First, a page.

6 Essential Topics to Discuss With Your Buyer’s Representative
This content was originally published on February 11, 2019, and updated on November 20, 2023.
Buying a home is a big decision! When you become a committed house hunter, you’ll quickly discover that the process is more complicated than you might have imagined.
If you’re ready to roll up your sleeves, it’s best to have expert assistance navigating the process. You can take several steps to find the best buyer’s representative for your home search. Be sure to discuss these critical topics in your initial consultation:
1. Current real estate market conditions.
Every real estate market is unique. Your buyer’s rep can share details about current inventory, buying demand, and other factors so you’ll better understand how much you’ll need to spend to get what you want.
In addition to having a finger on the pulse of the housing market, your buyer’s rep can discuss current mortgage financing options and recommend lenders. At a minimum, you’ll want to be pre-approved by a lender before beginning your house hunt.
2. Services provided.
Most buyers don’t realize how much time and effort goes into finding the right home, successfully negotiating a purchase contract, completing all the steps related to inspections, mortgage financing, and closing documents, and managing packing and moving logistics.
Ask your buyer’s representative to explain how they will support you throughout the purchasing process. Not all buyer’s reps are the same! An agent who has earned their Accredited Buyer’s Representative designation has received specialized training in representing buyers.
Even though your buyer’s agent can provide advice and recommendations on many aspects of your transaction, some topics are off-limits due to Fair Housing laws, which protect a buyer’s right and ability to purchase a home in any neighborhood they choose.
As a result, agents can point you to sources of information on schools, crime rates, and population demographics but are not allowed to answer questions like “Is this a good neighborhood?” That’s YOUR decision.
3. Your needs and wants.
If you’re ready to begin working with your buyer’s rep, it’s time to discuss your housing preferences. Consider as many dimensions as possible, including your preferred home style, the number of bedrooms/bathrooms, how the rooms are arranged, desirable outdoor living features, neighborhood amenities, and commuting considerations.
Also, be ready to set priorities and tell your agent which features are “essential” versus “nice to have.” Most buyers must make trade-offs.
4. The buyer representation agreement.
In the U.S., agents must comply with real estate laws unique to their state. Some states require agents to use buyer representation agreements, whereas others make this optional or employ different rules concerning buyer representation.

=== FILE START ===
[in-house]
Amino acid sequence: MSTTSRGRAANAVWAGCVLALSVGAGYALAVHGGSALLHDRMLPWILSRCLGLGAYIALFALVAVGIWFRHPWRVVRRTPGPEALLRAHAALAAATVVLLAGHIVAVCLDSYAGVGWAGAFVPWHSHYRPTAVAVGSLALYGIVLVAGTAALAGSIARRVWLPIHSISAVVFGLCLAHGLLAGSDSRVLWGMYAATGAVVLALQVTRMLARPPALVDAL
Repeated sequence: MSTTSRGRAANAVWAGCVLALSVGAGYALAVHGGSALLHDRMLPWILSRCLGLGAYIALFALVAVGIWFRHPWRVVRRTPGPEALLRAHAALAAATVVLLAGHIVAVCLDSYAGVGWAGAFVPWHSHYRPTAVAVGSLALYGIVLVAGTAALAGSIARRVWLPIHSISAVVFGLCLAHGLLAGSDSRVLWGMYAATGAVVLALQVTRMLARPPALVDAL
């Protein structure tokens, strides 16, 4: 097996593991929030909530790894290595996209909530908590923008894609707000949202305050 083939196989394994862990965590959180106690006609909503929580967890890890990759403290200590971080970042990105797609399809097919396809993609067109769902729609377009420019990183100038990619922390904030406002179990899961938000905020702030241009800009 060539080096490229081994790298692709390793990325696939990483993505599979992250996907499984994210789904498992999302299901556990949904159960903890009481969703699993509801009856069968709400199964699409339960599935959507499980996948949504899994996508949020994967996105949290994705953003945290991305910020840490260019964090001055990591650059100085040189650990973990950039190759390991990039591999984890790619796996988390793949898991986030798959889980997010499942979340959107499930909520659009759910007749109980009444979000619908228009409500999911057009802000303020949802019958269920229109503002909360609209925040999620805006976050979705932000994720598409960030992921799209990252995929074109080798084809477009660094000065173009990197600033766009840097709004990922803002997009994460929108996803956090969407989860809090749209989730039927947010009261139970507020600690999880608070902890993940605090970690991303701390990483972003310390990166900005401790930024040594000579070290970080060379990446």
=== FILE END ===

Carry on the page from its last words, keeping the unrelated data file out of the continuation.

Ask your agent to explain how they handle this aspect of your relationship. Buyer representation agreements are beneficial for clarifying expectations and avoiding misunderstandings. You’ll know what services you’re entitled to receive from your agent, and what your agent expects from you.
5. Other real estate agents.
Once you’ve formed a relationship with a buyer’s agent, you should disclose this to other agents encountered during your search. For example, if you attend an open house, write down your buyer representative’s name and yours when you sign in. (It helps other agents respect your relationship with your buyer’s rep.)
Also, if you participate in an open house, it’s best to be very tight-lipped about your home search and refrain from expressing how much you love (or hate) a home’s features.
Remember, other agents are vested in helping their sellers find qualified buyers. If you become interested in a property listed by their brokerage, any information accidentally shared could hurt your negotiating position.
Everyone deserves compensation for the services they provide. That includes your buyer’s rep.
Most real estate professionals work on a commission basis, which is received at the end of a real estate transaction. Traditionally, commissions have been paid through the listing agent’s brokerage firm, using the seller’s proceeds on the sale.
But it doesn’t always work this way. In some cases, sellers offer to pay a buyer’s agent directly. And in other cases, buyers compensate their agent. Also, compensation is always negotiable.
Talk to your buyer’s rep about compensation options. It’s an essential and often misunderstood detail! The more you know what your buyer’s agent does for you and how they can be paid for their services, the more confidence you’ll have about working as a team to find your ideal home.